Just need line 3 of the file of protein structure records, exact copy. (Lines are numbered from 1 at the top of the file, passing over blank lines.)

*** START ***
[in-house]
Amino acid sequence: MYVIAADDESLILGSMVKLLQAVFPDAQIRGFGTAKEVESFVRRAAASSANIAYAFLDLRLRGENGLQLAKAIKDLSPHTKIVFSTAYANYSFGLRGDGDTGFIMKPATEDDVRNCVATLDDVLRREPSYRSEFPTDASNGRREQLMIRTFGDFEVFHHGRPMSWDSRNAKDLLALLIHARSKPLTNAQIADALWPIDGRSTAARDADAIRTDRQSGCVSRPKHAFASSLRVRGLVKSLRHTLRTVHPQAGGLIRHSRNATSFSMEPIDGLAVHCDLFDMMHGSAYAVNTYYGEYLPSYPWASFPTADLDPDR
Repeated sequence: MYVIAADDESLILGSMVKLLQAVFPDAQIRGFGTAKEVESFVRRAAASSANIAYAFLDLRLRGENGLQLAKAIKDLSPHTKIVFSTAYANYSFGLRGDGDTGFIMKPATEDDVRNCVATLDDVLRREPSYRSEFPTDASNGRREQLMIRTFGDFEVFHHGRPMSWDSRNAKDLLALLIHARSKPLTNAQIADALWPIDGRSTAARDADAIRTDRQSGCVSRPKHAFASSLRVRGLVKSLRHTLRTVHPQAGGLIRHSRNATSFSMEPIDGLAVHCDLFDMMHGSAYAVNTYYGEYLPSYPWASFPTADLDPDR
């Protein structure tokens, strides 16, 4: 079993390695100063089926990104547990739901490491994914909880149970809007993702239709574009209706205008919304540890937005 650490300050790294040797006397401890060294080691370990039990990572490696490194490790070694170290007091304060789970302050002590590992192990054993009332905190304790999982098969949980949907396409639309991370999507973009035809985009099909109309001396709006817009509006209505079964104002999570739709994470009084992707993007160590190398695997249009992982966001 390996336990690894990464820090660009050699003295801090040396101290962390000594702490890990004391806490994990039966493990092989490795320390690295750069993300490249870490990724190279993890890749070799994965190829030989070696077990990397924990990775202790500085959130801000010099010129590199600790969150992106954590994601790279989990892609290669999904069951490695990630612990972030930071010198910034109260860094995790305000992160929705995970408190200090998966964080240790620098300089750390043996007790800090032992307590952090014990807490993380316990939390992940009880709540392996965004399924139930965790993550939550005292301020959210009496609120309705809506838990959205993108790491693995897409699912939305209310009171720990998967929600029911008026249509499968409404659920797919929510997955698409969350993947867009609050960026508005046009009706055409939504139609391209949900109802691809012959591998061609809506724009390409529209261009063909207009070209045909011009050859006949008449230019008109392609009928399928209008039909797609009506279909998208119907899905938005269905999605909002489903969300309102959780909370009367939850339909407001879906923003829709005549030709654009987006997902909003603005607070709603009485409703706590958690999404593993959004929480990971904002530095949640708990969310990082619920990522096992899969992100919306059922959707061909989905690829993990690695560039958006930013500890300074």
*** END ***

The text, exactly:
Repeated sequence: MYVIAADDESLILGSMVKLLQAVFPDAQIRGFGTAKEVESFVRRAAASSANIAYAFLDLRLRGENGLQLAKAIKDLSPHTKIVFSTAYANYSFGLRGDGDTGFIMKPATEDDVRNCVATLDDVLRREPSYRSEFPTDASNGRREQLMIRTFGDFEVFHHGRPMSWDSRNAKDLLALLIHARSKPLTNAQIADALWPIDGRSTAARDADAIRTDRQSGCVSRPKHAFASSLRVRGLVKSLRHTLRTVHPQAGGLIRHSRNATSFSMEPIDGLAVHCDLFDMMHGSAYAVNTYYGEYLPSYPWASFPTADLDPDR